Business leaders voted Remain, but expect No Deal

Victoria WalderseeData Journalist
January 31, 2019, 10:36 AM GMT+0

Majority of business leaders voted to stay in the EU but now see a No Deal Brexit as the most likely outcome - and a third feel unprepared for what’s coming

A new YouGov B2B Omnibus survey reveals that a second referendum where Remain wins out is the preferred outcome of 50% of senior decision makers in British business, but that they are actually most likely to expect a No Deal Brexit (49%).

Of those who see a No Deal Brexit as likely, four in ten (37%) say their business is not prepared for such an outcome. Just half (52%) feel ready. Overall, one in three (33%) say they feel unprepared for Brexit in general.

Despite the majority (56%) suggesting they would support Theresa May in a snap election, two thirds (66%) think the government has not adequately consulted business on its Brexit strategy.

Business decision makers most likely to view a second referendum as favourable…

YouGov’s survey consulted a representative sample of those in senior manager roles and above across all industries – including manufacturing, retail, IT and telecoms. Six in ten (57%) say they voted for Remain, while just four in ten (37%) voted Leave. Only those in the construction industry are more likely to have voted Leave than Remain (50% vs 41%).

In line with this, business leaders are most likely (50%) to see a second referendum in which Britain votes to Remain as a favourable outcome for their business.

They are more likely to view a new referendum, or a Norway-style alternative deal, as a favourable outcome than an unfavourable one (50% vs 38%, 33% vs 32%).

The option business leaders are most likely to see as unfavourable is No Deal (57% unfavourable, 29% favourable), closely followed by Theresa May's draft deal (51% unfavourable, 26% favourable).

but just a third see a new referendum as likely.

Despite seeing No Deal as the most unfavourable option, they are most likely to think Britain will find itself in exactly that position (49% vs 30% for all other options).

Six in ten business decision makers think it’s unlikely that Britain will accept the draft deal (62%), hold a new referendum (61%) or negotiate an alternative deal (60%) - compared to four in ten (43%) who see No Deal as unlikely.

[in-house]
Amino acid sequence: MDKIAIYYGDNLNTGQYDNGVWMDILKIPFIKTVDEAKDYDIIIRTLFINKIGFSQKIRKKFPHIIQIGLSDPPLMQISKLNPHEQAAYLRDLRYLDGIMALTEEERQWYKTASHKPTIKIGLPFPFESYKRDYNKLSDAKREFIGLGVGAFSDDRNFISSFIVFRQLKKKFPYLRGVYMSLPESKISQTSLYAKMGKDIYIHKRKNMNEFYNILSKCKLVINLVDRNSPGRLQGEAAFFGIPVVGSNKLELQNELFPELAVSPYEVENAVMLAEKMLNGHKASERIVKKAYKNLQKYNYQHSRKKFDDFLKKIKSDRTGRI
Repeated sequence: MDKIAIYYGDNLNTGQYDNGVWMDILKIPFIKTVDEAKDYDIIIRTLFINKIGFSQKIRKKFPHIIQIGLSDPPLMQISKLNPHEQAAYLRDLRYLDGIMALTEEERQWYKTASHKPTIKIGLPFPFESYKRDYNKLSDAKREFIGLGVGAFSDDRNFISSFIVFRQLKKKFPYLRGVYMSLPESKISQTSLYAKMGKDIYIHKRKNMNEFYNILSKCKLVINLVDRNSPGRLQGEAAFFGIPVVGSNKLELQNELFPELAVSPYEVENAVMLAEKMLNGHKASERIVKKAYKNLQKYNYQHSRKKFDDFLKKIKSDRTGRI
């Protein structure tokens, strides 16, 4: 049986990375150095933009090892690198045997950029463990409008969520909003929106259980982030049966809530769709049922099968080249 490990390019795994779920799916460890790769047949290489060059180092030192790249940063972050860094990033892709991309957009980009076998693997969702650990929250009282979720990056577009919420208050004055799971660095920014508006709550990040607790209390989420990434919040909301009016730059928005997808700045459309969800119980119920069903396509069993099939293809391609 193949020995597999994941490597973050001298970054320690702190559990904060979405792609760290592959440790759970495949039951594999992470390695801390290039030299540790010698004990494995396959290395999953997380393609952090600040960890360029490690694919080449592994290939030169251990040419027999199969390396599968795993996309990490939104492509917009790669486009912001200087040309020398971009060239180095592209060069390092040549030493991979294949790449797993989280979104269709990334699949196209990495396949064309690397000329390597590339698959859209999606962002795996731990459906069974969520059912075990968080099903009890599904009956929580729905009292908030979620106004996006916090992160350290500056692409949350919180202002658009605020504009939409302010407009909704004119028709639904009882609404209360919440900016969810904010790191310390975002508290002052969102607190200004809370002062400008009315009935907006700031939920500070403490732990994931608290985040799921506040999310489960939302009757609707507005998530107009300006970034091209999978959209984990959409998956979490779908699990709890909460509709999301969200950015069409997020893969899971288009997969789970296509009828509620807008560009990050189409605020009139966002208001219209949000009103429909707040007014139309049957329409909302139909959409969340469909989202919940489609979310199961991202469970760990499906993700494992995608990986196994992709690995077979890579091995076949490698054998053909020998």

However, just half of those who see No Deal as likely feel prepared for such an outcome, (52%), with nearly four in ten (37%) saying they feel unprepared.

Among all business decision makers, when asked how prepared they feel for Brexit in general, one in three (33%) feel ‘not very prepared’ or ‘not prepared at all’.

Business leaders would support May over Corbyn in a snap election, but majority feel the government has not adequately consulted them on Brexit strategy

The majority of business decision makers would support Theresa May in the event of a snap election before Brexit. Almost three times as many would support Theresa May as would Jeremy Corbyn (56% vs 21%), with slightly more support for Corbyn among decision makers in small businesses (24%) than in large ones (18%).

Yet despite majority support for May, two thirds of business decision makers (66%) disagree with the notion that Government has adequately consulted them on Brexit strategy.

Just one in four (23%) feel adequately consulted, with decision makers in the worlds of finance and accounting almost twice as likely to feel this way as the average (40% vs 23%).

Business leaders who voted Leave are three times as likely as those who voted Remain to feel they’ve been adequately consulted (39% vs 13%) but still more likely to feel they’ve not been (46%, vs 80% of those who voted Remain).

Photo: Getty

See the full results here

This research was conducted through YouGov's B2B Omnibus, which surveys senior decision makers in British private sector businesses of all business sizes, across all industries weighted and representative of British businesses. ‘Senior decision makers’ include senior managers and above, with decision making responsibility in one of 10 key areas of their business.